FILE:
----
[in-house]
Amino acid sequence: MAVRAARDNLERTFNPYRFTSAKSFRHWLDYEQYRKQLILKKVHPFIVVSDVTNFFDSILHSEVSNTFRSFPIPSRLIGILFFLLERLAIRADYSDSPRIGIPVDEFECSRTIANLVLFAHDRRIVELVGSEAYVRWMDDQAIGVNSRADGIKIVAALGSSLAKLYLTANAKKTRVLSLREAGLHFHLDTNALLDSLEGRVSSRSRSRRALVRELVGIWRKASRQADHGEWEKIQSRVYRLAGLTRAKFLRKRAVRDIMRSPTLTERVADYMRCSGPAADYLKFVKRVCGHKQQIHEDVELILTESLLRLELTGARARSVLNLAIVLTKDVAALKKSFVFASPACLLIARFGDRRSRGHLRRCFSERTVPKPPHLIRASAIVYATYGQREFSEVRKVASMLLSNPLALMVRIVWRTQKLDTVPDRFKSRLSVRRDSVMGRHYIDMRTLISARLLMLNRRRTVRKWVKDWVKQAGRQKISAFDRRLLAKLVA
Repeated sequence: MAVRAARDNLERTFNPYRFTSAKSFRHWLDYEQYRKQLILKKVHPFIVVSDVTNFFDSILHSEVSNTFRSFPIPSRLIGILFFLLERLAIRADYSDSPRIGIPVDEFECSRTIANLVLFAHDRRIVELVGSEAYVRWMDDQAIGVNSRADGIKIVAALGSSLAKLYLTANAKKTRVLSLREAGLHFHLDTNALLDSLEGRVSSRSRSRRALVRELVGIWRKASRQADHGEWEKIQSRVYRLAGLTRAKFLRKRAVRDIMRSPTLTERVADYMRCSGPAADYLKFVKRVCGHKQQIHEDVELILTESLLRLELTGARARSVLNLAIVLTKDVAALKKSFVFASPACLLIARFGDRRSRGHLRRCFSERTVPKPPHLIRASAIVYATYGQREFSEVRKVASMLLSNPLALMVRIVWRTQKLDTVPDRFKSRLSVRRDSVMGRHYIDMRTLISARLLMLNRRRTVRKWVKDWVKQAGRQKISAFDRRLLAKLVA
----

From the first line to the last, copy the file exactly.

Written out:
[in-house]
Amino acid sequence: MAVRAARDNLERTFNPYRFTSAKSFRHWLDYEQYRKQLILKKVHPFIVVSDVTNFFDSILHSEVSNTFRSFPIPSRLIGILFFLLERLAIRADYSDSPRIGIPVDEFECSRTIANLVLFAHDRRIVELVGSEAYVRWMDDQAIGVNSRADGIKIVAALGSSLAKLYLTANAKKTRVLSLREAGLHFHLDTNALLDSLEGRVSSRSRSRRALVRELVGIWRKASRQADHGEWEKIQSRVYRLAGLTRAKFLRKRAVRDIMRSPTLTERVADYMRCSGPAADYLKFVKRVCGHKQQIHEDVELILTESLLRLELTGARARSVLNLAIVLTKDVAALKKSFVFASPACLLIARFGDRRSRGHLRRCFSERTVPKPPHLIRASAIVYATYGQREFSEVRKVASMLLSNPLALMVRIVWRTQKLDTVPDRFKSRLSVRRDSVMGRHYIDMRTLISARLLMLNRRRTVRKWVKDWVKQAGRQKISAFDRRLLAKLVA
Repeated sequence: MAVRAARDNLERTFNPYRFTSAKSFRHWLDYEQYRKQLILKKVHPFIVVSDVTNFFDSILHSEVSNTFRSFPIPSRLIGILFFLLERLAIRADYSDSPRIGIPVDEFECSRTIANLVLFAHDRRIVELVGSEAYVRWMDDQAIGVNSRADGIKIVAALGSSLAKLYLTANAKKTRVLSLREAGLHFHLDTNALLDSLEGRVSSRSRSRRALVRELVGIWRKASRQADHGEWEKIQSRVYRLAGLTRAKFLRKRAVRDIMRSPTLTERVADYMRCSGPAADYLKFVKRVCGHKQQIHEDVELILTESLLRLELTGARARSVLNLAIVLTKDVAALKKSFVFASPACLLIARFGDRRSRGHLRRCFSERTVPKPPHLIRASAIVYATYGQREFSEVRKVASMLLSNPLALMVRIVWRTQKLDTVPDRFKSRLSVRRDSVMGRHYIDMRTLISARLLMLNRRRTVRKWVKDWVKQAGRQKISAFDRRLLAKLVA